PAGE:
On this trip, we took the new road to Cameron, staying at a guest house in Brinchang, a scruffy settlement anchored to the side of the mountain range. At night, the square in the middle of town is turned into a pasar malam. From our base in Brinchang, we visited the flower nurseries and strawberry farms. We drove to the Boh Tea plantations. Boh has two huge plantations, one in Brinchang and another further down in Tanah Rata, while another company, Bharat operates the third in Cameron. In my opinion, the most beautiful is the Boh Estate at Sungai Palas. With my powerful telephoto lens, I can pick out tea-pickers in the undulating sea of tea bushes, an truly marvellous sight.

Inside an orang asli hutInside an orang asli hut (16 September, 2005)


The girls in the group had a ball at the flower nurseries and strawberry farm. And they had the chance to do what girls do: shop. With flowers and tea and strawberries and honey, Cameron Highlands offers everything to satisfy jaded urban visitors like us. I persuaded the girls to make the trip to Gunung Brinchang (Mount Brinchang) as well as to visit the mossy forest. We engaged the services of Suresh, a knowledgeable ecology guide to help us better understand the workings of the mossy forest. He explained to us the different forest plants, such as the jungle bell (Didymocarpus), the Kacip Fatimah (Labisia) which is said to have medicinal value for womenfolk, and the White Star (Argostamma), a poisonous plant with lovely white flowers.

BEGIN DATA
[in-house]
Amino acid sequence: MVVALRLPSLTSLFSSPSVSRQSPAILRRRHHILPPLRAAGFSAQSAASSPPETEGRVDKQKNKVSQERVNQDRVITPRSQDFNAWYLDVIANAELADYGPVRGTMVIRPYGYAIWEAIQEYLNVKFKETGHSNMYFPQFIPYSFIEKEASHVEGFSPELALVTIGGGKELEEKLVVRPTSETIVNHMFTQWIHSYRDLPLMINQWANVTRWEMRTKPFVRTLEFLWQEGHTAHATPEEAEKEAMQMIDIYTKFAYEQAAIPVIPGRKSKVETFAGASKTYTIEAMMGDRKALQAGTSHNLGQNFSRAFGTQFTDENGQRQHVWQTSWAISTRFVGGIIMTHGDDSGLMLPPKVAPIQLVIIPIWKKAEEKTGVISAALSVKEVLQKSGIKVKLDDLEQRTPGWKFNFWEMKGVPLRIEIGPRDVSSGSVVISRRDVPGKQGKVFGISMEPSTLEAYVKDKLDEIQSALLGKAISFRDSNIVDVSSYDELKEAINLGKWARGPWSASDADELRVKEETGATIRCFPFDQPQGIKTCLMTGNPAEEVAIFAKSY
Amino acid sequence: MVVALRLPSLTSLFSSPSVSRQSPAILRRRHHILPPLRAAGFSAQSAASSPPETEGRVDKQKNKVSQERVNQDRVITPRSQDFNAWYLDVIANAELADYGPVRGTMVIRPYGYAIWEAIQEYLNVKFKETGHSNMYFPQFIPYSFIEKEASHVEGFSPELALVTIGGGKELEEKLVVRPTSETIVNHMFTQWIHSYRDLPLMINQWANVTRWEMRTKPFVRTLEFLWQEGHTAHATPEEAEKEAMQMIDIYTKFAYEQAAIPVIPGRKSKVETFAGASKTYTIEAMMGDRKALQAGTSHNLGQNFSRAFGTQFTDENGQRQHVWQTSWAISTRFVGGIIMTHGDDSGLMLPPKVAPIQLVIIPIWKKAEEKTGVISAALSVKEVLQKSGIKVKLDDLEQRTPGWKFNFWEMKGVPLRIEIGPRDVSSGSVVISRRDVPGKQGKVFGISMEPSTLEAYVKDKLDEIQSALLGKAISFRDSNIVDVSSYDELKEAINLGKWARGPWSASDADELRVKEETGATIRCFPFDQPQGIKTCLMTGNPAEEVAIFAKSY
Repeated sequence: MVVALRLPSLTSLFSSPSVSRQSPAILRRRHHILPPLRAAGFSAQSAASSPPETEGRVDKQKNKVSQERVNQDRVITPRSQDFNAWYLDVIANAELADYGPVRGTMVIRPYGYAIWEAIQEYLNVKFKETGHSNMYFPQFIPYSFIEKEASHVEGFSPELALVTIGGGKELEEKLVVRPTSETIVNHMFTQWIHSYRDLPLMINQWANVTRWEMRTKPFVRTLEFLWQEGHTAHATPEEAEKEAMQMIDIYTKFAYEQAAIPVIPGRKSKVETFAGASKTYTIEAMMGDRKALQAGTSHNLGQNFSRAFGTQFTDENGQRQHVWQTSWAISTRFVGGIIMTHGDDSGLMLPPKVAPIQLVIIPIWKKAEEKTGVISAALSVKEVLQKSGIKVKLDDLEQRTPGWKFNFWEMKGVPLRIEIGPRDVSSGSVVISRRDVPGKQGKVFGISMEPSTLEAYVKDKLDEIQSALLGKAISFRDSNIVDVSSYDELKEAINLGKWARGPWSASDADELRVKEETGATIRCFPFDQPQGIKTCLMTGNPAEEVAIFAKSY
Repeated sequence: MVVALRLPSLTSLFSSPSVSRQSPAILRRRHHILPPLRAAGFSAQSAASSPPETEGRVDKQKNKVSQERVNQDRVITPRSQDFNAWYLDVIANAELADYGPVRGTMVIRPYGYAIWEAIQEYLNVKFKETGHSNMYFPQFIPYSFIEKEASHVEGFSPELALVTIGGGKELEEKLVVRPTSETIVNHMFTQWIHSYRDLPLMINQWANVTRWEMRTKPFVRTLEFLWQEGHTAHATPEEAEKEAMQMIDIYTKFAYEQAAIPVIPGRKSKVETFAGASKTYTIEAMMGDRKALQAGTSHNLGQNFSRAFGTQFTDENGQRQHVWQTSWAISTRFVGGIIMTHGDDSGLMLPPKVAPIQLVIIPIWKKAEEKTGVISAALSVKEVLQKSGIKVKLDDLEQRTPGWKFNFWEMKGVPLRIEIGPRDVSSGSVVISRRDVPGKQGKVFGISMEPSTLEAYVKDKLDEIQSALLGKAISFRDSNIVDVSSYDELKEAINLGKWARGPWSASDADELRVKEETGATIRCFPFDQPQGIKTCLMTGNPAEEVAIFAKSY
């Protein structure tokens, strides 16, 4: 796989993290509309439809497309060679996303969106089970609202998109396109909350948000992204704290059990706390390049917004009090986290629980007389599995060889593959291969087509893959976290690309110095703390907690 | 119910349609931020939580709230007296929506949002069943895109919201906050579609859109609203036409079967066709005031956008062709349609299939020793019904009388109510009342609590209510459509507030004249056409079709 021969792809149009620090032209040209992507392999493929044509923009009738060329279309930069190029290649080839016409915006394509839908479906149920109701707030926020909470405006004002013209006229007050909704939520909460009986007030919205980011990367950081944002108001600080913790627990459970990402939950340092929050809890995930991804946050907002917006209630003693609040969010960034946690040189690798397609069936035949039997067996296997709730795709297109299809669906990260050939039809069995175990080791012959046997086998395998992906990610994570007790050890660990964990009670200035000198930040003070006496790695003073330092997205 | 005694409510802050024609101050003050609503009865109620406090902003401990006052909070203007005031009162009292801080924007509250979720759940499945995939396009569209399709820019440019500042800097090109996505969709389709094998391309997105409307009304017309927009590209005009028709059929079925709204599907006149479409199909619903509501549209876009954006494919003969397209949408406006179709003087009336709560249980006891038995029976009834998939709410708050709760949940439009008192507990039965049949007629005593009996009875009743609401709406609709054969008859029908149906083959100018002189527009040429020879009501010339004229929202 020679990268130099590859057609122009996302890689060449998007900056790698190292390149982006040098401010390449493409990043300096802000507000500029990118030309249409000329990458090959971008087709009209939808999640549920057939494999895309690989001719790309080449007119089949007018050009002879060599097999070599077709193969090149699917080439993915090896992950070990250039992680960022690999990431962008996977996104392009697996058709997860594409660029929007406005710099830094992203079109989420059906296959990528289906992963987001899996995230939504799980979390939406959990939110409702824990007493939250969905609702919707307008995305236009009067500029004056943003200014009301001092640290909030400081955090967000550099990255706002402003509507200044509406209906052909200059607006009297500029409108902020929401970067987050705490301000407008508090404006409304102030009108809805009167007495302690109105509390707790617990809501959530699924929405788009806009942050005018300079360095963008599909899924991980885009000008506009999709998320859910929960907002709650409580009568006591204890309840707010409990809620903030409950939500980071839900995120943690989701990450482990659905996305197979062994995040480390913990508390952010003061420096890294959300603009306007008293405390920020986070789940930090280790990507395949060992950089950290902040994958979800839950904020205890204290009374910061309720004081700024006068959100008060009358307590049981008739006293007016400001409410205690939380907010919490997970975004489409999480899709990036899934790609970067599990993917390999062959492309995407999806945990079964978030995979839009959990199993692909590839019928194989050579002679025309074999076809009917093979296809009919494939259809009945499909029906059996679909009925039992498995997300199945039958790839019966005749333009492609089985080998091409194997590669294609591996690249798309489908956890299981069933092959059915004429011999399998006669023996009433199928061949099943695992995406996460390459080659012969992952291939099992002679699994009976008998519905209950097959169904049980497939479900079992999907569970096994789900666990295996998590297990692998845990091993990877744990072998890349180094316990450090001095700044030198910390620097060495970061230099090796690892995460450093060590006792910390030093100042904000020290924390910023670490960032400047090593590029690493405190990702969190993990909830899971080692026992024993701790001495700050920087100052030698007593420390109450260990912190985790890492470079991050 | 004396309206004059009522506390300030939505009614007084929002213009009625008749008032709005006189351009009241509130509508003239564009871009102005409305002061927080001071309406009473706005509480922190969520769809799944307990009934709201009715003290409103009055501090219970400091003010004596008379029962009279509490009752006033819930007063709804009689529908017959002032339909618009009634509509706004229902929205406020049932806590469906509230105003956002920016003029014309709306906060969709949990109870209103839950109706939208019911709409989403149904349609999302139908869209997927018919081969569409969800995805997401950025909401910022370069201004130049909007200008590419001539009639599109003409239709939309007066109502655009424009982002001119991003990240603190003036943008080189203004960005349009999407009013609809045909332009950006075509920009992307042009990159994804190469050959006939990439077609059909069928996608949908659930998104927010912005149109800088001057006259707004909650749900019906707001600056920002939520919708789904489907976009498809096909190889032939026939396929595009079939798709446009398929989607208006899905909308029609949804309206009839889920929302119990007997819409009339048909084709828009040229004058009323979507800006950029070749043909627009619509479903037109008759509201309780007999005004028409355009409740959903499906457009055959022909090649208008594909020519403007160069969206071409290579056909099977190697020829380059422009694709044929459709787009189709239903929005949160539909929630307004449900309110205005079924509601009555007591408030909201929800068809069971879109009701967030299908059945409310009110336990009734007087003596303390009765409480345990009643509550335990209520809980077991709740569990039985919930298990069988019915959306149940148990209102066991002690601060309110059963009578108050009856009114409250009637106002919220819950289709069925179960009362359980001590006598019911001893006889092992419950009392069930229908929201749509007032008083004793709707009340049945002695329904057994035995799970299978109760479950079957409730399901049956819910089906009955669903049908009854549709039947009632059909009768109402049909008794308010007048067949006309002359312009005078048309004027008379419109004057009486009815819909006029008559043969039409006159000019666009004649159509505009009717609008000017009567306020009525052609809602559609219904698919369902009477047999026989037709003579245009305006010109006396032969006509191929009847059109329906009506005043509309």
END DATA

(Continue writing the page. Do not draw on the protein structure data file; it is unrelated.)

Suresh also explained to us why there are no mosquitoes on top of Gunung Brinchang. It all has to do with the ecology. Or to be precise, the chain of life, and how the existence or non-existence of one life affects another. If we had more time - and inclination - we could also trek to Gunung Irau nearby. We could see it from the top of Gunung Brinchang, and on that clear day, could see all the way to Ipoh.

In the mossy forest of Cameron HighlandsIn the mossy forest of Cameron Highlands (2 April, 2004)


To complete our sightseeing, we visited the Old Smokehouse near Brinchang and the Tudor-style Lakehouse near Ringlet. These luxurious English inns, with their ivy-covered stone walls, fire place, and timber frames, offer us a glimpse of the moneyed lifestyle. And as for me, for now, it remains no more than a glimpse.

The panoramic view in Cameron Highlands is certainly breathtaking, as seen from the photograph above, taken in the morning at the Sg. Palas Boh Tea Plantation, on our way to Mount Brinchang.

Tim and Chooi Yoke with the hydrangeas in Cameron HighlandsTim and Chooi Yoke with the hydrangeas in Cameron Highlands (7 May, 2005)

Visiting Cameron Highlands

If you are coming from the south, such as from Kuala Lumpur, exit the North-South Expressway at Tapah (Exit 132) and follow directional sign to Cameron Highlands, 60 km in the northeast direction. Along the way, you will pass by the Lata Iskandar waterfalls. If you are coming from the north, ie from Penang, exit the North-South Expressway at Simpang Pulai (Exit 135) and take the new road to Cameron Highlands.

List of Towns in Pahang and Towns in Malaysia